Howl's Moving Castle
Avg: 2.3 from 4 votes
|Type:||Trad, 400 ft, 4 pitches|
|FA:||FA: Unknown.FFA: Joshua Janes, Josh Thompson, Kathrine McCullough - April, 2012|
|Page Views:||1,594 total · 22/month|
|Shared By:||Josh Janes on Apr 16, 2012|
|Admins:||Larry DeAngelo, Justin Johnsen|
RAIN AND WET ROCK The sandstone in Red Rocks is fragile and is very easily damaged when it is wet. Details
Holds rip off and climbs have been and will continue to be permanently damaged due to climbers not respecting this phenomenon. After a heavy storm the rock will remain wet, sometimes for several days. PLEASE DO NOT CLIMB IN RED ROCKS during or after rain. A good rule of thumb is that if the ground near your climb is at all damp (and not powdery dry sand), then do not climb. There are many alternatives (limestone, granite, basalt, and plastic) nearby. ***** HUMAN WASTE ***** Human waste is one of the major issues plaguing Red Rocks. The Las Vegas Climbers Liaison Council identified this problem years ago and has worked to provide "wag bags" free of charge in several locations (Black Velvet, First Pullout, Kraft Mtn/Bouldering, The Gallery, and The Black Corridor). These bags are designed so that you can pack your waste out - consider bringing one to be part of your kit (just like your rope and shoes and lunch) no matter where you go. Once used, please dispose of them properly (do not throw them in the toilets at the parking areas). This project was funded primarily by the American Alpine Club
DescriptionHowl's Moving Castle tackles the obvious weakness in the massive roof on the right side of the main Black Arch Wall in four short, interesting pitches. This is a good route that borders on being great except for a little loose rock here and there and a brief dirty section. All of this might clean up with traffic, but even in its current state the route offers diverse climbing and fantastic exposure on the last two pitches in particular.
Having spent way too much time up there this season, my eye was inevitably drawn towards this line, but when we finally made time to check it out, we were dismayed to discover a bolted anchor halfway up the lower corner. However, our curiosity had us racking up anyway, and there was no evidence of progress beyond the first two pitches it appeared that whoever had been up there previously stopped beneath the crux roof pitch (I'd love more information if anyone out there knows anything) - so we kept going! What resulted was essentially a ground-up FA of a sweet new line. I led pitches one, two, and four onsight and followed Josh Thompson cleanly on the crux third pitch, returning a few days later to lead every pitch.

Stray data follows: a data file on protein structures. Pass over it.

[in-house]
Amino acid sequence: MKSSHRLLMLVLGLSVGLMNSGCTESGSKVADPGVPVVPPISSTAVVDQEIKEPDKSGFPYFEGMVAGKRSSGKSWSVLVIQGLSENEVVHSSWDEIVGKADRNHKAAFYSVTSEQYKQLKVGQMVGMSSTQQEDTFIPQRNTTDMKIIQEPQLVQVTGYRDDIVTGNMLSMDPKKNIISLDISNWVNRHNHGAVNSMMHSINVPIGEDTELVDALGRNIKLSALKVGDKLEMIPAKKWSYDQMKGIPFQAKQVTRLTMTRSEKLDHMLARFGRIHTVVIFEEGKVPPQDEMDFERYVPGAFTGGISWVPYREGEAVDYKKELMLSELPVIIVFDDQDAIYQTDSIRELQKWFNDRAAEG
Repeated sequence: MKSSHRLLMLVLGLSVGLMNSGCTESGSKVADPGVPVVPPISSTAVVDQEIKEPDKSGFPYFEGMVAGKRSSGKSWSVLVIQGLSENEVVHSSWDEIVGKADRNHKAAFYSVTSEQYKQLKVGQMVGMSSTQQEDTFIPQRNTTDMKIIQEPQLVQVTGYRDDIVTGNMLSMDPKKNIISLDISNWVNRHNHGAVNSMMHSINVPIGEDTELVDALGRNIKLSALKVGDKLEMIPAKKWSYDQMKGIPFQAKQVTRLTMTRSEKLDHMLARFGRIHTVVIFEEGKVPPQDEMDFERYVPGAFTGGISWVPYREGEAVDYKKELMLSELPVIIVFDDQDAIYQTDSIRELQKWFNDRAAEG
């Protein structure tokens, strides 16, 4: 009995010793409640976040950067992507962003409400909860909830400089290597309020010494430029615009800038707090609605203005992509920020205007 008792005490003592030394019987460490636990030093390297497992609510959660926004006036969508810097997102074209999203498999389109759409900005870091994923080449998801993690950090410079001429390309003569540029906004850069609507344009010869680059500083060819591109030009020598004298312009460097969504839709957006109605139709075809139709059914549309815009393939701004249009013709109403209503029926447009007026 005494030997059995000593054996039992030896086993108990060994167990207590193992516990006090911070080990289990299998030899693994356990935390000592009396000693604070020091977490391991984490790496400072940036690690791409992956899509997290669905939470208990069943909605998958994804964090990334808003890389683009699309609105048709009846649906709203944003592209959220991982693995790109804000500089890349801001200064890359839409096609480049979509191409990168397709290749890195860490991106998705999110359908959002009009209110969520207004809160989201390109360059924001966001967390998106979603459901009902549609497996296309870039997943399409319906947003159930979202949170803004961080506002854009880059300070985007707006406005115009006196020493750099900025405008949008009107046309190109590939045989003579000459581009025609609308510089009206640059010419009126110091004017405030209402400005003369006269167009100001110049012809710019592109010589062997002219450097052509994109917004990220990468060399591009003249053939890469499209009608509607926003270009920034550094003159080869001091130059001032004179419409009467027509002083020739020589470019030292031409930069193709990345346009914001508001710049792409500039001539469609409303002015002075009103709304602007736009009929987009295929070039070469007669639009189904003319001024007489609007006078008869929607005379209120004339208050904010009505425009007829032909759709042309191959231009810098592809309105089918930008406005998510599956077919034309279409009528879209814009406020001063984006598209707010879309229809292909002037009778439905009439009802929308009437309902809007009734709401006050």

Begin directly below the left-arching, left-facing corners that form the right side of the main Black Arch Wall. Scrambling up some 4th class to a bushy ledge to begin the first pitch is recommended, but it is possible to begin below this on the more spacious slabs.
P1 (5.10b, 75-150' depending on where you start): Climb straight up from the bushy ledge towards the left end of another bushy ledge that is directly below an obvious chimney at the base of the corner. Chimney up this (unprotected) and then work out left from the top of the chimney (good gear) to a roof at the base of the corner. Arrange gear here and pull awkwardly up over the roof, stepping easily left to a bolted belay atop a large flake. It is possible for the second to avoid the chimney by climbing up a large slabby flake, but this is not recommended for the leader as the flake is crumbling and there is no worthwhile gear until the top of the chimney.
P2 (5.10b with 5.9 R or 5.11a, 80'): Step right and up off the belay, and then continue up the slick, leaning corner. Liebacks and ultimately fist jams lead up this to a good stem rest. Here the corner pinches down to tips: Continue up with liebacks (crux) until the corner thankfully, and abruptly, widens. Here, gain a large flake and clip a bolt before performing a thin mantle followed by easier climbing up and left to a bolted anchor at a comfortable stance. It is also possible to traverse left at the stem rest and climb the unprotected face before stepping back right after the thin liebacks, thus changing the grade of this pitch to 5.10b (with 5.9 R). Otherwise, the pitch is 5.11a.
P3 (5.11c, 90'): From the ground this roof appears to be a 30' monster, but youll see it isnt so bad. Climb up via steep, positive, but very powerful liebacks to a few handjams and a final burly move turning the lip. Stopping to place gear on this bit is difficult, but overall the holds are really good. Once around the corner, there's about 10' of dirty rock that can mostly be avoided, but the exposure is spectacular as the climbing eases to a vertical, 5.9 romp up the crack system to a good belay ledge out right.
P4 (5.10d, 75'): Continue up the crack system through soft white rock. This bit of climbing is way steeper than it looks, but is well-protected and actually quite good. Belay just above the top of the wall at a comfortable stance.
Walk off via the Painted Bowl descent or rap Plate of Fate with a single 70m rope.